Cool SpinsThe Mix Staff Members Pick Their Current Favorites Les Nubians: One Step Forward (OmTown) Playing off some of the same energy they projected on their debut album, African/French 8/01/2003 8:00 AM Eastern
The Mix Staff Members Pick Their CurrentFavorites
Les Nubians: One Step Forward (OmTown)
Playing off some of the same energy they projected on their debutalbum, African/French sisters Celia and Helene Faussart have taken somecreative risks and made great musical strides during the past fiveyears. Their sophomore release — aptly named One StepForward — is not only beautiful to listen to, but it divulgesportraits of their lives and comments on the larger political andphilosophical issues that motivate their music. If you happened to missout on their well-received Les Princesses Nubians CD in 1998,this is the perfect chance to get acquainted with them. The sisterssing primarily in French and are backed by sensuous R&B, jazz andhip hop rhythms. The new release demonstrates the duo's evolvingartistic sensibilities by infusing reggae, soul and rap into theirrepertoire, including Spanish and English vocals; and bringing in ahost of guests, such as Talib Kweli and I.G. Culture. Sometimes, thelayers of vocals overtake the track's focus and rawness, but I find thedistraction muse-worthy. I have to wonder what kind of clarity willcome to their next venture because of their currentexperimentation.
Producers: Mounir Belkhir, I.G. Culture, Les Nubians. Engineers:Belkhir, Dave Dar, Tkae Mendez, Demus. Mixer: Demus, Lee Hamblin.
— Breean Lingle
Punk Jazz: The Jaco Pastorius Anthology (Rhino)
Supremely gifted, but also troubled, Jaco Pastorius came onto themusic scene in the '70s like a ball of fire. His unique approach tobass influenced generations that followed him and colored every song heplayed on; he was truly one of a kind. This superb two-CD set bringstogether tracks from every phase of his career and amply demonstratesjust what was so magical about Pastorius: not just the jaw-droppingpyrotechnics (though there's plenty of that), but also his intenselyricism and his considerable gifts as a composer. The anthology givesonly a cursory nod to his best-known period — as member ofWeather Report — in favor of showcasing songs from his soloalbums, most notably the classic Word of Mouth, represented bysix tracks. There are also fine tunes from collaborations with PatMetheny, Flora Purim, Airto, Joni Mitchell and others, and a number ofsizzling live tracks that showcase his skill (and his bombast). Thisguy had chops and attitude to spare. Too bad he flamed out soearly.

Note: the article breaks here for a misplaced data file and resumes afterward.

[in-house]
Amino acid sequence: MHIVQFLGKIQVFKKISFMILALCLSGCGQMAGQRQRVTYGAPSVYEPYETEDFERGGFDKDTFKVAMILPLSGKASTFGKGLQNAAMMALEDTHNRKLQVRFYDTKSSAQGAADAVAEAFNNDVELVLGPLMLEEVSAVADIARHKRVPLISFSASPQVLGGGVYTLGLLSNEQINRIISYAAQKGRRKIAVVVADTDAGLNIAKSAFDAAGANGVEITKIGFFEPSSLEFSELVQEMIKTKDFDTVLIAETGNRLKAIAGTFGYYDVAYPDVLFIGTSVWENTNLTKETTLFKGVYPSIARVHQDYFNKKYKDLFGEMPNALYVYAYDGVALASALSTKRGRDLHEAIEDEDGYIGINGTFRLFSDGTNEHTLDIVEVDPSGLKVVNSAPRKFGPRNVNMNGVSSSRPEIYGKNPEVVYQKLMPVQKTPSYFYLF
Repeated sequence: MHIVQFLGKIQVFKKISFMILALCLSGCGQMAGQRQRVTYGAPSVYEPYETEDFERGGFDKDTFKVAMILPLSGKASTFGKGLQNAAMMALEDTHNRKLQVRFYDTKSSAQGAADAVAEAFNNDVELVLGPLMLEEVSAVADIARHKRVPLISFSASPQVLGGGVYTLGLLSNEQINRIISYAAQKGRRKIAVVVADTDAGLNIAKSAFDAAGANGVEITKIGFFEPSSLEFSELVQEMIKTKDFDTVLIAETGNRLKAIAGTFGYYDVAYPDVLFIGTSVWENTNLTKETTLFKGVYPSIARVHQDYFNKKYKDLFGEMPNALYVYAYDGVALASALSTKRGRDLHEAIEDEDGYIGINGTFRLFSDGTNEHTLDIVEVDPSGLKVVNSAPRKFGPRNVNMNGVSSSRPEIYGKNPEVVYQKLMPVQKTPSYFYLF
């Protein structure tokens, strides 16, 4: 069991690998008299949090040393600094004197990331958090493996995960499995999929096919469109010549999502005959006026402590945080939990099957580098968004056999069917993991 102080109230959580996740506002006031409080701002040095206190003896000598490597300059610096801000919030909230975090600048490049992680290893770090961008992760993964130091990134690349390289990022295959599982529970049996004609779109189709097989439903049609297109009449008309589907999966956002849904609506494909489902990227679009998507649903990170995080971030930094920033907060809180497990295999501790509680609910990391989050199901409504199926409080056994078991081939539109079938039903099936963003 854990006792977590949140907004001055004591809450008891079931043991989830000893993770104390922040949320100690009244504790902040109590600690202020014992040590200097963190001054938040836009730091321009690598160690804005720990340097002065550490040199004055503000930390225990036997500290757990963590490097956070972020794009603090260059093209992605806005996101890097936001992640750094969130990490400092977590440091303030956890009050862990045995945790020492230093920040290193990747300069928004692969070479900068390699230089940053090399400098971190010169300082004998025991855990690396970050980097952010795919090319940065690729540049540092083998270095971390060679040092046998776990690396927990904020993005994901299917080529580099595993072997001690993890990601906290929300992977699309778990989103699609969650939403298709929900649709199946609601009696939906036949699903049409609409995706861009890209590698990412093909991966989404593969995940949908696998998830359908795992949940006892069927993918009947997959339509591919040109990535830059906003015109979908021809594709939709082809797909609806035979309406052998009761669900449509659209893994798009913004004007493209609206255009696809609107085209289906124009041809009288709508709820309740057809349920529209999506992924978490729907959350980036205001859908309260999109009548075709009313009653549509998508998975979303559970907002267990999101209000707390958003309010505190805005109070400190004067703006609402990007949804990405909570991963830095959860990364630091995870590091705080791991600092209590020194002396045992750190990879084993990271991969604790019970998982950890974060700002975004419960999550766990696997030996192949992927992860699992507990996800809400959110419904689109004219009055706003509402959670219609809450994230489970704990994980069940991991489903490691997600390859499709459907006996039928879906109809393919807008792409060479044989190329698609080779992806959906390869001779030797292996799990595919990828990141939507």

Many producers, engineers, studios. Compilation produced by BarryBenson, Ricky Schultz, Nick Sahakian. Remastering: Steve Pokorny andDon Hersh/Digiprep.
— Blair Jackson
It'll Come to You: The Songs of John Hiatt(Vanguard)
Even though he's a compelling performer on his own, John Hiatt hasalways enjoyed greater success as a songwriter, and this CD, stuffedwith some of his best songs done by a great cross section of artists,shows his sheer brilliance in a way that few of his own solo albumshave. Hiatt personally selected the 13 tracks, each by a differentartist, and all but three previously recorded. Of the new tracks, PattyGriffin's gorgeous acoustic version of the heart-rending “Take ItDown” is the strongest. The rest is an eclectic melange of actualhits and songs that deserved to be hits, including BonnieRaitt's sensual “Thing Called Love,” Rosanne Cash's“The Way We Make a Broken Heart,” Freddy Fender's moving“Across the Borderline,” Eric Clapton and B.B. King's“Riding With the King,” Emmylou Harris' “Icy BlueHeart,” Linda Ronstadt's exquisite “When We Ran” andBuddy Guy's searing “Feels Like Rain,” to name a handful. Agreat listen from beginning to end and a fitting tribute to truesongwriting genius.
Executive producer: Steve Buckingham. Different producers, engineersand studios on every track.
— Blair Jackson
The Crusaders: Rural Renewal (PRA/Verve)
Pianist Joe Sample, sax man Wilton Felder and drummer Stix Hooperhave been making music together on and off for nearly half-a-century,much of it as the driving forces behind The Crusaders (nee the JazzCrusaders). The Crusaders have had a million different incarnations andfloated from style to style often, as commercial pressures dictated,but they've always retained a funky R&B edge that goes back totheir days coming up in Houston. On this reunion album, they dive backinto that world with gusto. This is, indeed, a “renewal.”The mostly instrumental affair has a breezy looseness that belies theevident mastery of the players, which besides the core three includesstalwarts such as Dean Parks, Ray Parker Jr. and Arthur Adams onguitars; Freddie Washington on bass; trombonist Steve Baxter; and LennyCastro on percussion. There are some great grooves here, frompercolating funk to deep blues to gospel-soul to easy jazz excursions,all of it tasteful and very well-performed. Guests include guitaristEric Clapton on a pair of tracks, and singers Donnie McClurkin and theSounds of Blackness. A welcome return to form.
Producer: Stewart Levine. Engineer: Rik Pekkonen. Studios: Ocean Way(Hollywood), Cello (Hollywood), Record One (Sherman Oaks, CA), MasterMix (Minneapolis). Mastering: Bernie Grundman/Bernie Grundman Mastering(Hollywood).
— Blair Jacksonn